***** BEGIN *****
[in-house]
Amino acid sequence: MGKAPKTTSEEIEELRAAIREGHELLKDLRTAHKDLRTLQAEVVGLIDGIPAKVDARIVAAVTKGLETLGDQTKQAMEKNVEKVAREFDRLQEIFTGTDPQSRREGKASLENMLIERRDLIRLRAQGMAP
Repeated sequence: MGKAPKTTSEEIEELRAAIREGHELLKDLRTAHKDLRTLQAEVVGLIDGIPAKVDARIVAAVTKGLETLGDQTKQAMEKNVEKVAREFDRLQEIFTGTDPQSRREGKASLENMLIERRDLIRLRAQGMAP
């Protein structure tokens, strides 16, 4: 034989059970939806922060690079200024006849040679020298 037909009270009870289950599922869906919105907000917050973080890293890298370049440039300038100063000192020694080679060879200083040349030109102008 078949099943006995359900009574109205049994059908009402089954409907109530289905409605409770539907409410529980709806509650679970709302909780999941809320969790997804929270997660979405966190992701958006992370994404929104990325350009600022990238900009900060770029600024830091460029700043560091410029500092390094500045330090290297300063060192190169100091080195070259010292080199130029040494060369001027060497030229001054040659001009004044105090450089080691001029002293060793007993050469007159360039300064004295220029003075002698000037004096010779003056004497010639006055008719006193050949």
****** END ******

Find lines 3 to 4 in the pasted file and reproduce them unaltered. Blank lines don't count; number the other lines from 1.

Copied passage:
Repeated sequence: MGKAPKTTSEEIEELRAAIREGHELLKDLRTAHKDLRTLQAEVVGLIDGIPAKVDARIVAAVTKGLETLGDQTKQAMEKNVEKVAREFDRLQEIFTGTDPQSRREGKASLENMLIERRDLIRLRAQGMAP
């Protein structure tokens, strides 16, 4: 034989059970939806922060690079200024006849040679020298 037909009270009870289950599922869906919105907000917050973080890293890298370049440039300038100063000192020694080679060879200083040349030109102008 078949099943006995359900009574109205049994059908009402089954409907109530289905409605409770539907409410529980709806509650679970709302909780999941809320969790997804929270997660979405966190992701958006992370994404929104990325350009600022990238900009900060770029600024830091460029700043560091410029500092390094500045330090290297300063060192190169100091080195070259010292080199130029040494060369001027060497030229001054040659001009004044105090450089080691001029002293060793007993050469007159360039300064004295220029003075002698000037004096010779003056004497010639006055008719006193050949």